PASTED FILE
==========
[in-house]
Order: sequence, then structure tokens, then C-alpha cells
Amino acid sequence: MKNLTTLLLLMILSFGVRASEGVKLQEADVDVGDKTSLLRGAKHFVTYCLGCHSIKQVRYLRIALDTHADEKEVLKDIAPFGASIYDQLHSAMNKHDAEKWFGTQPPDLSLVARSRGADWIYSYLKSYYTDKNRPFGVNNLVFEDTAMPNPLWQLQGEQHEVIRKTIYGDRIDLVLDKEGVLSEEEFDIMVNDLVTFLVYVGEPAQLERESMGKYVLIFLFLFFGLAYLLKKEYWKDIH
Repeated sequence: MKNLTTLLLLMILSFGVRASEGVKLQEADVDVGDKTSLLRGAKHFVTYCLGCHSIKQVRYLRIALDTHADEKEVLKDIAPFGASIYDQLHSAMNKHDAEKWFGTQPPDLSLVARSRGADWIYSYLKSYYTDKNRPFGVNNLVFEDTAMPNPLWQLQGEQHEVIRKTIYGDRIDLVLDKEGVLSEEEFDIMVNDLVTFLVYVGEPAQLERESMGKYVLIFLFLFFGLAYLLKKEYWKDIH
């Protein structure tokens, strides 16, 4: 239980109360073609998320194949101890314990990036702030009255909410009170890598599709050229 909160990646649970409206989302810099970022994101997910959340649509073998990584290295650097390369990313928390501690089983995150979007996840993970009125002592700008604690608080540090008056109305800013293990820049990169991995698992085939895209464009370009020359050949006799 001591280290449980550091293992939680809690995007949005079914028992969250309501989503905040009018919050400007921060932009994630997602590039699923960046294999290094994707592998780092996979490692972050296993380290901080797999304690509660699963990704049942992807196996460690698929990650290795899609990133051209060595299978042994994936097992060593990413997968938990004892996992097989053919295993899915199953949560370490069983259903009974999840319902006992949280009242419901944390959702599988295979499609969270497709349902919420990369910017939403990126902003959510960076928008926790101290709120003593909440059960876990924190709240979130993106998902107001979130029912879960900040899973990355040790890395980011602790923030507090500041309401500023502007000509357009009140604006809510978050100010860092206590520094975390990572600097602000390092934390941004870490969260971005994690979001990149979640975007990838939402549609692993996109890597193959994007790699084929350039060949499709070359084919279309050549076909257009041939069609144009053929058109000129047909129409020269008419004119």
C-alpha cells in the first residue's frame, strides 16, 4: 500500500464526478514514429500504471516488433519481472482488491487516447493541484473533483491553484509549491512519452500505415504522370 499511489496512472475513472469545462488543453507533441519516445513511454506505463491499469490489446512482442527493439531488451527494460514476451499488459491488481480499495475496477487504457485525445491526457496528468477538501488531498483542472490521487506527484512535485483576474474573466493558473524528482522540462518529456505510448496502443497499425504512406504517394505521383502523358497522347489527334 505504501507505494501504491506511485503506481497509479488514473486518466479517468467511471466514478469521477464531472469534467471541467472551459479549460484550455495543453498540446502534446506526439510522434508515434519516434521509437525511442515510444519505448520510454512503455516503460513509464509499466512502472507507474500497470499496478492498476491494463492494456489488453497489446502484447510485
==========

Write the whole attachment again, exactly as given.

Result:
[in-house]
Order: sequence, then structure tokens, then C-alpha cells
Amino acid sequence: MKNLTTLLLLMILSFGVRASEGVKLQEADVDVGDKTSLLRGAKHFVTYCLGCHSIKQVRYLRIALDTHADEKEVLKDIAPFGASIYDQLHSAMNKHDAEKWFGTQPPDLSLVARSRGADWIYSYLKSYYTDKNRPFGVNNLVFEDTAMPNPLWQLQGEQHEVIRKTIYGDRIDLVLDKEGVLSEEEFDIMVNDLVTFLVYVGEPAQLERESMGKYVLIFLFLFFGLAYLLKKEYWKDIH
Repeated sequence: MKNLTTLLLLMILSFGVRASEGVKLQEADVDVGDKTSLLRGAKHFVTYCLGCHSIKQVRYLRIALDTHADEKEVLKDIAPFGASIYDQLHSAMNKHDAEKWFGTQPPDLSLVARSRGADWIYSYLKSYYTDKNRPFGVNNLVFEDTAMPNPLWQLQGEQHEVIRKTIYGDRIDLVLDKEGVLSEEEFDIMVNDLVTFLVYVGEPAQLERESMGKYVLIFLFLFFGLAYLLKKEYWKDIH
């Protein structure tokens, strides 16, 4: 239980109360073609998320194949101890314990990036702030009255909410009170890598599709050229 909160990646649970409206989302810099970022994101997910959340649509073998990584290295650097390369990313928390501690089983995150979007996840993970009125002592700008604690608080540090008056109305800013293990820049990169991995698992085939895209464009370009020359050949006799 001591280290449980550091293992939680809690995007949005079914028992969250309501989503905040009018919050400007921060932009994630997602590039699923960046294999290094994707592998780092996979490692972050296993380290901080797999304690509660699963990704049942992807196996460690698929990650290795899609990133051209060595299978042994994936097992060593990413997968938990004892996992097989053919295993899915199953949560370490069983259903009974999840319902006992949280009242419901944390959702599988295979499609969270497709349902919420990369910017939403990126902003959510960076928008926790101290709120003593909440059960876990924190709240979130993106998902107001979130029912879960900040899973990355040790890395980011602790923030507090500041309401500023502007000509357009009140604006809510978050100010860092206590520094975390990572600097602000390092934390941004870490969260971005994690979001990149979640975007990838939402549609692993996109890597193959994007790699084929350039060949499709070359084919279309050549076909257009041939069609144009053929058109000129047909129409020269008419004119």
C-alpha cells in the first residue's frame, strides 16, 4: 500500500464526478514514429500504471516488433519481472482488491487516447493541484473533483491553484509549491512519452500505415504522370 499511489496512472475513472469545462488543453507533441519516445513511454506505463491499469490489446512482442527493439531488451527494460514476451499488459491488481480499495475496477487504457485525445491526457496528468477538501488531498483542472490521487506527484512535485483576474474573466493558473524528482522540462518529456505510448496502443497499425504512406504517394505521383502523358497522347489527334 505504501507505494501504491506511485503506481497509479488514473486518466479517468467511471466514478469521477464531472469534467471541467472551459479549460484550455495543453498540446502534446506526439510522434508515434519516434521509437525511442515510444519505448520510454512503455516503460513509464509499466512502472507507474500497470499496478492498476491494463492494456489488453497489446502484447510485